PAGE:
lz4-java 1.1.0 is out
I’m happy to announce the release of lz4-java 1.1.0. Artifacts can be downloaded from Maven Central and javadocs can be found at jpountz.github.com/lz4-java/1.1.0/docs/. Release highlights lz4 has been upgraded from r87 to r88 (improves LZ4 HC compression speed). Experimental streaming support: data is serialized into fixed-size blocks of compressed data. This can be useful for people...
Putting term vectors on a diet
What are term vectors? Term vectors are an interesting Lucene feature, which allows for retrieving a single-document inverted index for any document ID of your index. This means that given any document ID, you can quickly list all its unique terms in sorted order, and for every term you can quickly know its original positions and offsets. For example, if you indexed the following...
lz4-java 1.0.0 released
I am happy to announce that I released the first version of lz4-java, version 1.0.0. lz4-java is a Java port of the lz4 compression library and the xxhash hashing library, which are both known for being blazing fast. This release is based on lz4 r87 and xxhash r6. Artifacts have been pushed to Maven Central (net.jpountz.lz4:lz4:jar:1.0.0) and javadocs can be found at...
Stored fields compression in Lucene 4.1
Last time, I tried to explain how efficient stored fields compression can help when your index grows larger than your I/O cache. Indeed, magnetic disks are so slow that it is usually worth spending a few CPU cycles on compression in order to avoid disk seeks. I have a very good news for you: the stored fields format I used for these experiments will become the new default stored fields format as...
Efficient compressed stored fields with Lucene
Whatever you are storing on disk, everything usually goes perfectly well until your data becomes too large for your I/O cache. Until then, most disk accesses actually never touch disk and are almost as fast as reading or writing to main memory. The problem arises when your data becomes too large: disk accesses that can’t be served through the I/O cache will trigger an actual disk seek, and...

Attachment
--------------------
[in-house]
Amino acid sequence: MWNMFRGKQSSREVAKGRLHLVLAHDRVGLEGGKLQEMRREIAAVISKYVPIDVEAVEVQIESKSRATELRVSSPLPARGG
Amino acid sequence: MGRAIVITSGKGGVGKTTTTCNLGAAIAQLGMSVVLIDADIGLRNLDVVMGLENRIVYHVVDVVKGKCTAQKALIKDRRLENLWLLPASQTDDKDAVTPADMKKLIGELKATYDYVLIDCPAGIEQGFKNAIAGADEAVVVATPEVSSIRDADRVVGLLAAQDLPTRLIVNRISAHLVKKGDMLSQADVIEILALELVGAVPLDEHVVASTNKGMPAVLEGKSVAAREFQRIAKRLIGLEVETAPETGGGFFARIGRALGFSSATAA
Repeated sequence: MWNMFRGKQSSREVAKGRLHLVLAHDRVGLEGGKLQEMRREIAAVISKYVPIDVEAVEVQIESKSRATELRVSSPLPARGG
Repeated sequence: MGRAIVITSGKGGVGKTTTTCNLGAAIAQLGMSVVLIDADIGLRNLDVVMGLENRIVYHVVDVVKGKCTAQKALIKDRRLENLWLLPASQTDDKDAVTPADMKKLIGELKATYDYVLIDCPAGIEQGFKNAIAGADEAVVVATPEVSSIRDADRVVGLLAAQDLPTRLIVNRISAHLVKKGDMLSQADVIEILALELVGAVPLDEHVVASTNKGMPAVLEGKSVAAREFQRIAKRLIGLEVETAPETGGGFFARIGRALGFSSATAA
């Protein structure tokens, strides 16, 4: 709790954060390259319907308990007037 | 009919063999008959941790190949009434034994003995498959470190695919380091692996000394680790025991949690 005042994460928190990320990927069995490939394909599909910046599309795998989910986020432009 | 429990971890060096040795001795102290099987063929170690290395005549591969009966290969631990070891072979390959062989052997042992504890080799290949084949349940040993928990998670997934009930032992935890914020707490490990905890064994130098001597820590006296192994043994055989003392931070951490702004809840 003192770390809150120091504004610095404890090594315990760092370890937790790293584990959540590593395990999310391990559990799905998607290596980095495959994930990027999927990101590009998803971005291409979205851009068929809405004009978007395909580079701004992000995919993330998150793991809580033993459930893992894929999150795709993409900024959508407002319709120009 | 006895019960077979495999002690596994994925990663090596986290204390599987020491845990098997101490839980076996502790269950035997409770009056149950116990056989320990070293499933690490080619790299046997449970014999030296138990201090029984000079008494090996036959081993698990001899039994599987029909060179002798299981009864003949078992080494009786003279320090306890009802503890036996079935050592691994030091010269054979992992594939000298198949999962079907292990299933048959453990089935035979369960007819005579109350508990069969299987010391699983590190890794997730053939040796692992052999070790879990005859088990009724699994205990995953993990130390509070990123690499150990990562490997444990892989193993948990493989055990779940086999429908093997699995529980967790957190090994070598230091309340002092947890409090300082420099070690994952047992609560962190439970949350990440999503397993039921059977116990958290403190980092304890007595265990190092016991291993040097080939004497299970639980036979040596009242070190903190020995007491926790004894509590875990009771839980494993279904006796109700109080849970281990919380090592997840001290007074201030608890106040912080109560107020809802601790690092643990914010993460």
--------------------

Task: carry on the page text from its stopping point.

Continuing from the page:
Wow, LZ4 is fast!
I’ve been doing some experiments with LZ4 recently and I must admit that I am truly impressed. For those not familiar with LZ4, it is a compression format from the LZ77 family. Compared to other similar algorithms (such as Google’s Snappy), LZ4’s file format does not allow for very high compression ratios since: you cannot reference sequences which are more than 64kb backwards...
What is the theory behind Apache Lucene?
There is a recurring request from users to have more insight into Lucene internals. For example, see: Lucene user mailing-list - lucene algorithm?, StackOverflow - How does Lucene index documents?, Quora - Could you introduce the index-file structure and theory of Lucene?. Although most of the ideas behind Lucene are explained in any good book on Information Retrieval, Lucene also implements...
How fast is bit packing?
One of the most anticipated changes in Lucene/Solr 4.0 is its improved memory efficiency. Indeed, according to several benchmarks, you could expect a 2/3 reduction in memory use for a Lucene-based application (such as Solr or ElasticSearch) compared to Lucene 3.x. One of the techniques that Lucene uses to reduce its memory footprint is bit-packing. This means that integer array values, instead...